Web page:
The third season of Succession arrived into a world turned upside down since it departed in October 2019, which is perhaps why it feels strange that so little has changed at Waystar Royco. Picking up minutes after the season two finale, the game of CEO hot potato (or as Tom Wambsgans nervously calls it in episode one of season three, "dice with God") continues to linger as the question of who will take over the company remains largely unanswered.
We appear to get some clarity in the first episode when Logan names Gerri in the role, but three episodes in he has confused the chain of command by also naming Shiv as president, while continuing to pull strings himself. In essence he has installed two women in the shop window at a moment when the company is facing sexual abuse allegations, but given no concrete sign of who he will really pick to be the future leader of the company.
At this stage, is the question of succession in Succession wearing a little thin? Even the audience shares some of the Roy clan's frustration at Logan's dithering as we long to return to luxuriating in hyper-decanted wine and Tom sadly whizzing down that inflatable slide on the mega yacht. Remember those days?
Succession hinges on the shifting power dynamics within both the Roy family and Waystar Royco family of employees, as different figures drift in and out of Logan's favour. The question of who he will finally relinquish power to is one that looms over the series like the curmudgeonly man himself; an unsolvable problem that fuels the rivalry between the different contestants and keeps the drama heightened. But whereas in past seasons the question of a successor to Logan has swirled around in the ether and been dispersed by family jaunts to creaky mansions or load-swallowing bachelor parties, this time around Succession seems consumed by succession. We find ourselves with a ring-side seat to continual heavy discussions with little in the way of light relief.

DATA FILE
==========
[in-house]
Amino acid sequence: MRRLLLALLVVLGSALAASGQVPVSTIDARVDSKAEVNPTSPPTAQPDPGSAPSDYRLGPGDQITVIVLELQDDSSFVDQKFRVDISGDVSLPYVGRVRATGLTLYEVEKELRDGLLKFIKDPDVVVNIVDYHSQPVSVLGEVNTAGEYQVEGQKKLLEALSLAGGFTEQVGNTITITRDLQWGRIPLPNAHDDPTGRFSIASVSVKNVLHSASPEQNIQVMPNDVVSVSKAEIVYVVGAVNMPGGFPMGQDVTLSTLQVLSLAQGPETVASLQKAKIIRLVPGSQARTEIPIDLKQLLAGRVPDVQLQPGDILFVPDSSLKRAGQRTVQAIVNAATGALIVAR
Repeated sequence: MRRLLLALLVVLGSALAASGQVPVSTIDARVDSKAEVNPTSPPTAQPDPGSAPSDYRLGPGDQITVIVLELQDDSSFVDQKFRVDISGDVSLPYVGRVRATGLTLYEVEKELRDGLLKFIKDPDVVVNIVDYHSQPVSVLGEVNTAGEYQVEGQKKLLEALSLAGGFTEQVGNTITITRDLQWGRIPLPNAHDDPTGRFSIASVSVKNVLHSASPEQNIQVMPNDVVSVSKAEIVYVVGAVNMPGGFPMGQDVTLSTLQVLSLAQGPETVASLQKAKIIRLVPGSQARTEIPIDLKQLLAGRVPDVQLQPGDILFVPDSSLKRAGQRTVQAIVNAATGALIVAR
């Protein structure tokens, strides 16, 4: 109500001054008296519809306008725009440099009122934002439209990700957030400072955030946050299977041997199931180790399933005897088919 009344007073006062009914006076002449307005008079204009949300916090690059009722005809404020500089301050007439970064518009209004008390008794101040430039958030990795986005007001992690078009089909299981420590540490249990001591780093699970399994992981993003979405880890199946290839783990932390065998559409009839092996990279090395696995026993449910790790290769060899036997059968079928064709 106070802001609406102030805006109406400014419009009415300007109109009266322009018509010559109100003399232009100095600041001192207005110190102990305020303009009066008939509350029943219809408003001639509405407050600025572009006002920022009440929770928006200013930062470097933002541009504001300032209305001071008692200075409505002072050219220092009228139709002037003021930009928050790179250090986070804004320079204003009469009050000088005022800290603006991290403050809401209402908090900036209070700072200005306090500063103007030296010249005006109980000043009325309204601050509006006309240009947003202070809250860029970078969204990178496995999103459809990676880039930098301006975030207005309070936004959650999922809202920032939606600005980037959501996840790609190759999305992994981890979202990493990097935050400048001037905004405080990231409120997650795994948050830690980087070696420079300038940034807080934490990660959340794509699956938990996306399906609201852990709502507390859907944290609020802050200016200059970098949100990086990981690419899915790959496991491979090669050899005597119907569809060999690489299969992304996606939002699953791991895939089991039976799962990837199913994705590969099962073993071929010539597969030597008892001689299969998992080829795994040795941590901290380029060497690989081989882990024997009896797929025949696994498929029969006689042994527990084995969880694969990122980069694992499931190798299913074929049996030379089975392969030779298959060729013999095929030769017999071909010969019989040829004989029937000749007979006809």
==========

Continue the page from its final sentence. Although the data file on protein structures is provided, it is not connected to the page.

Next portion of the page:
After Kendall's mic-drop press conference there is an added pressure for Logan to step aside, but doing that in any meaningful way is like removing the dice from the game everyone has been playing and hoping it can continue. The moment Logan really steps aside is surely game over, so it's in the interest of the writers of the series to keep dangling and snatching away possible new power players again and again. Still, for balance there needs to be enough distractions that it doesn't feel as though each episode is a tense board meeting viewers are obliged to attend.
Team Kendall and Team Logan dividing into different factions means the show must engineer ways to get the cast together, some of which stretch the limits of credulity given the legal battles going on. Naturally these are stilted exchanges as animosity grows between the siblings in particular, all of which results in the strained atmosphere hanging around the show at the start of this season. We can't get the gang back together for mimosas and murderous glances at Marcia's without undermining the seriousness of the rift within the family, but the mushroom cloud produced by the War of the Roys risks engulfing the escapist elements that make the show so fun.
It's tempting to think that the writers have written themselves into a corner, but if there's comfort to be taken it's in the fact that Succession plots its big moments slowly. The grenade throw of last season's denouement was only made shocking by the careful groundwork that had been laid to show just how broken Kendall had been by his father. Similarly Shiv's “just tell them it's gonna be me” outburst during dinner with the Pierce family was made more powerful by how long we had seen her bite her tongue.
The question of succession in Succession is a dance that requires careful footing, and perhaps the chaos at Waystar we are witnessing unfold is the set up for another rat to jump ship as Logan refuses to relinquish power. Still, it's hard not to think, as the big man himself might say, fucking hurry up!
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